GTPs inhibit MMP-2 and MMP-9 expression while increasing TIMP1 in tumors. Immunohistochemical staining revealed the presence of MMP-2 positive cells in the tumors of mice administered UVB or GTPs+UVB, but they were rarely observed in the control group (Fig. 2, Panel A). However, there were fewer MMP-2-positive cells in the tumors of the mice administered GTPs+UVB (P < 0.01) and their distribution was more sporadic (Fig. 2A) compared with the UVB group. Western blot analysis indicated a higher expression of MMP-2 in UV-induced tumors compared with the epidermal skin of the control group (Fig. 3, Panel A, P < 0.005) and confirmed the inhibition (P < 0.05) of MMP-2 expression in the tumors of mice that were administered GTPs+UVB. Analysis of the activity of the MMP-2 protein in the homogenates by gelatinolytic zymography (Fig. 3B) clearly indicated that the activity was markedly inhibited in the mice administered GTPs+UVB compared with UVB alone. Similarly, the administration of GTPs inhibited the activity of MMP-9 (gelatinase B) in the tumors (Fig. 3D; P < 0.001), and also inhibited MMP-9 protein expression as determined by immunostaining (Fig. 2B; P < 0.01) and Western blot analysis (Fig. 3C, P < 0.005) compared with the UVB group. The immunohistochemical staining intensity of MMP-9 in the tumors obtained from the mice of UVB group was higher (P < 0.001) than that in control skin; however, the MMP-9 staining in the tumors obtained from the mice administered GTPs+UVB was widely scattered and fainter than the staining pattern of the tumors obtained from the UVB group. Further, administration of GTPs (GTPs+UVB group) resulted in an ~200% increase in TIMP1, the naturally occurring inhibitor of these proteins (Fig. 3E, P < 0.005) compared with UVB group; this may have contributed to the inhibition of the expression of both MMP-2 and MMP-9 in these mice. Thus, our data suggest that one mechanism by which the administration of the GTPs acts to inhibit UVB-induced tumor formation is through inhibition of the synthesis or secretion of MMP-2 and MMP-9 proteins, thus curtailing the proangiogenic stimuli that promote tumor growth (16-19).

GTPs inhibit the expression of CD31 and VEGF in tumors. Immunohistochemical analysis of the expression of CD31 indicated intense staining of the tumor cells in the mice of the UVB group (Fig. 4, Panel A) which was greater than that of control skin (P < 0.001). Staining of CD31 was weak in the tumors of the mice administered GTPs+UVB (Fig. 4 A). Moreover, the staining pattern of CD31 in the tumor tissue sections from mice of the UVB group revealed elongated vessels that were often arranged in clusters (Fig. 4A). In contrast, the CD31 staining pattern of the tumors in the mice administered GTPs indicated inhibition of the peritumoral vascular density and a reduction in the clusters and elongated structures of vessels in tumors compared with the UVB group. This suggests inhibition of the formation of new vasculature and thus inhibition of tumor growth by GTPs.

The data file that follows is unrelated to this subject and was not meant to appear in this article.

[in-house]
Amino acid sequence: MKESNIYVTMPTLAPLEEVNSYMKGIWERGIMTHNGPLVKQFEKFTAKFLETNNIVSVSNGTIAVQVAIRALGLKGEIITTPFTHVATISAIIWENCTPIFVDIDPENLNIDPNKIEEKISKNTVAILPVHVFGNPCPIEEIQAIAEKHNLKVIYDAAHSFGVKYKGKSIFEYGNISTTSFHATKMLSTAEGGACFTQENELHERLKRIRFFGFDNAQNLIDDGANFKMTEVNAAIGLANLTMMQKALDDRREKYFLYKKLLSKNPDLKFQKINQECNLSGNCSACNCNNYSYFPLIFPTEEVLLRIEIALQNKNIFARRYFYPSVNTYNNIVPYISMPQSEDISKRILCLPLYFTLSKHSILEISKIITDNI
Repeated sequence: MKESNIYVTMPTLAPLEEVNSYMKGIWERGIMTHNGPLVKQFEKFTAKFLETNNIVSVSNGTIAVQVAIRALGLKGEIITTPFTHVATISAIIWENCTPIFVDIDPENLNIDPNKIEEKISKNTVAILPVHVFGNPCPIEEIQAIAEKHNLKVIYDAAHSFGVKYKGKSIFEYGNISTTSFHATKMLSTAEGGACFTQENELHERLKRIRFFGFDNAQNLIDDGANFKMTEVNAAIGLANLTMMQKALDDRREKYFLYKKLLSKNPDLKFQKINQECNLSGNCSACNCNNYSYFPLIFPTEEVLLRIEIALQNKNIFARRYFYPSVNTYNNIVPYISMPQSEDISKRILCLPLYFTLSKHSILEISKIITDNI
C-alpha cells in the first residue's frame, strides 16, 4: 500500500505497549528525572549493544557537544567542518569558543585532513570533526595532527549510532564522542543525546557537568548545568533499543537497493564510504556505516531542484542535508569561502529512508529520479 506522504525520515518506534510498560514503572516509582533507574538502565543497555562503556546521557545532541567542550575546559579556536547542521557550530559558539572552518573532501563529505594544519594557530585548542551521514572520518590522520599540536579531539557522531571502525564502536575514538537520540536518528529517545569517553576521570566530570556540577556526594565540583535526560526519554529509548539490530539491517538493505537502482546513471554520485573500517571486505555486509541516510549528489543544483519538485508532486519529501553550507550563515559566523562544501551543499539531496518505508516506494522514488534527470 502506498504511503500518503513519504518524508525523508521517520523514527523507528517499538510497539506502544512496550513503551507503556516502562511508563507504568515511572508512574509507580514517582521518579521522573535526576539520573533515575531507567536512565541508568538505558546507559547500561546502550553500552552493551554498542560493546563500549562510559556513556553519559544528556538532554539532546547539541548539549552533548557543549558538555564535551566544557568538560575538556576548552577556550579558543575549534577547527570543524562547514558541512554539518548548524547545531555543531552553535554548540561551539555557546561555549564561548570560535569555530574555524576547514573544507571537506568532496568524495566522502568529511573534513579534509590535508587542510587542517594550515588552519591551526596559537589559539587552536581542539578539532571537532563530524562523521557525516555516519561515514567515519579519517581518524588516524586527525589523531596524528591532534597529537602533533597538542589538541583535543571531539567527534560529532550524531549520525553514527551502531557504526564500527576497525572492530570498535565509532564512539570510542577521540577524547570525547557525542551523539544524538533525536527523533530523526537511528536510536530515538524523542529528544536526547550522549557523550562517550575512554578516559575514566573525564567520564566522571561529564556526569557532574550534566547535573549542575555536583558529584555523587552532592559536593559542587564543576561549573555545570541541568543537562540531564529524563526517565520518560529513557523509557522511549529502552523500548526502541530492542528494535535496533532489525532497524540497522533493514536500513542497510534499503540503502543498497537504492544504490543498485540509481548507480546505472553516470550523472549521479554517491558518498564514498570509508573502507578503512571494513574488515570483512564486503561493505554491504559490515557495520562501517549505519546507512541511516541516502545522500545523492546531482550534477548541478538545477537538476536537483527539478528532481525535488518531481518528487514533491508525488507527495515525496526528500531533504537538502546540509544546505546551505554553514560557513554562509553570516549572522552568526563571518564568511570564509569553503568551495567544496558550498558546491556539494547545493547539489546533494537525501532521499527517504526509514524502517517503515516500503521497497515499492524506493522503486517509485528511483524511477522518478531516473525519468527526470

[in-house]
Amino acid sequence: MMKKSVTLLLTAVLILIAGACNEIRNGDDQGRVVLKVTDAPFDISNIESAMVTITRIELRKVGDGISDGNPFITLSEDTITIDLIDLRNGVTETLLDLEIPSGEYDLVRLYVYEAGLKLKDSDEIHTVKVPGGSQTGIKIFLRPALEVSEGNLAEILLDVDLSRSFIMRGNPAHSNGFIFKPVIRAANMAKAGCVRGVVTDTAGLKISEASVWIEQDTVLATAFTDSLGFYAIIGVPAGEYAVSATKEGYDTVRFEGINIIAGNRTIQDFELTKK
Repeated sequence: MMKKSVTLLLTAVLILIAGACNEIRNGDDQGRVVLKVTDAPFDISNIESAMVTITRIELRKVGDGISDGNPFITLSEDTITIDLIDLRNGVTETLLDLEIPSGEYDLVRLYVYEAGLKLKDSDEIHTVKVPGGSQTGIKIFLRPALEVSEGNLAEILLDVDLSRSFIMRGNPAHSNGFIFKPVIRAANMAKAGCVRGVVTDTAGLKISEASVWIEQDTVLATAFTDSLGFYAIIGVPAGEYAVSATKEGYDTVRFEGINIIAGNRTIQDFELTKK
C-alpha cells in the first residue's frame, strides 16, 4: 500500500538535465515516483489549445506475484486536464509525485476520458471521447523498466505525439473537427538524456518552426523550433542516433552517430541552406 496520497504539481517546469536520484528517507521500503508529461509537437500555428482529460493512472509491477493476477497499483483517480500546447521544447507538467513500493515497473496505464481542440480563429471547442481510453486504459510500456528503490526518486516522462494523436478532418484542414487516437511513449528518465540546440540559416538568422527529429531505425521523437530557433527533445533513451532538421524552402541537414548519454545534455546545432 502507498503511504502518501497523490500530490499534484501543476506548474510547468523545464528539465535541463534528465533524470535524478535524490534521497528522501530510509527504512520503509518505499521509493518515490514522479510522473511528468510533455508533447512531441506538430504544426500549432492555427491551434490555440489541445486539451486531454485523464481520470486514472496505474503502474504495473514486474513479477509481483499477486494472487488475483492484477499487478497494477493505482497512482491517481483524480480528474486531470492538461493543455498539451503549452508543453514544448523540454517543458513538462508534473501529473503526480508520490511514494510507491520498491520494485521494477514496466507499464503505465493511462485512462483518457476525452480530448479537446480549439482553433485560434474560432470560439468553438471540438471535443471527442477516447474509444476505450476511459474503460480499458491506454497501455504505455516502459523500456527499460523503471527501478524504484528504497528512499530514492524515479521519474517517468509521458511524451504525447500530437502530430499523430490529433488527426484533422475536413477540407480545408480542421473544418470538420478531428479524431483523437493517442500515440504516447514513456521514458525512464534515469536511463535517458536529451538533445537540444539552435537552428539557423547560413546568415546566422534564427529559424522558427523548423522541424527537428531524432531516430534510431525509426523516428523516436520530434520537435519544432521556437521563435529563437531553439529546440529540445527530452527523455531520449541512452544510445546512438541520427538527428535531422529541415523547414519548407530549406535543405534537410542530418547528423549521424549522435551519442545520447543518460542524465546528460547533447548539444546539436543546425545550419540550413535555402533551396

The evidence supporting a central role for VEGF in tumorinduced angiogenesis, tumor growth, and metastasis thus identifies VEGF as a promising target for antitumor therapy (20,21). Western blot analysis revealed that UVB-induced tumors overexpressed VEGF compared with normal skin biopsies and that oral administration of GTPs inhibited the expression of VEGF in the UVB-induced tumors (Fig. 5, Panel A, P < 0.005).

GTPs inhibit PCNA expression in tumors. The expression of PCNA is an indicator of the proliferative activity of tumor cells. Western blot analysis indicated that the levels of PCNA were higher in the UVB-induced tumors than in the skin biopsies of control mice (Fig. 5B). Administration of GTPs inhibited the enhancement of the expression of PCNA in the UVB-induced tumors (P < 0.005).

GTPs increase the numbers of cytotoxic T lymphocytes in skin tumors. Because cytotoxic T cells (CD8^sup +^ cells) are tumoricidal in nature, we determined whether administration of GTPs induces the recruitment of cytotoxic T lymphocytes to the tumor site using immunofluorescence analysis. The intensity of fluorescence staining and the number of CD8^sup +^ T cells were higher in tumors treated with GTPs+UVB compared with the UVB group of mice (Fig. 4B). These results indicate another major pathway by which GTPs can inhibit tumor growth.

GTPs induce the activation of caspase-3 in tumors. Because we observed that treatment with GTPs increased the numbers of CD8^sup +^ T cells in the tumor microenvironment, and these cells are cytotoxic to tumor cells, it is possible that the tumor cells are undergoing apoptosis. Activation of caspase-3 is a terminal event in apoptotic cells. We found higher levels of activation of caspase-3, as indicated by its cleavage in the UVB-induced tumors of mice administered GTPs (Fig. 5C) than in the mice with UVB-induced tumors or mice not given GTPs. These data suggest that induction of cell death or apoptosis mediated by the activation of caspase-3 in tumor cells contributes to the inhibition of UVB-induced tumor growth with administration of GTPs. The activation of caspase-3 was not evident in the skin of the control group.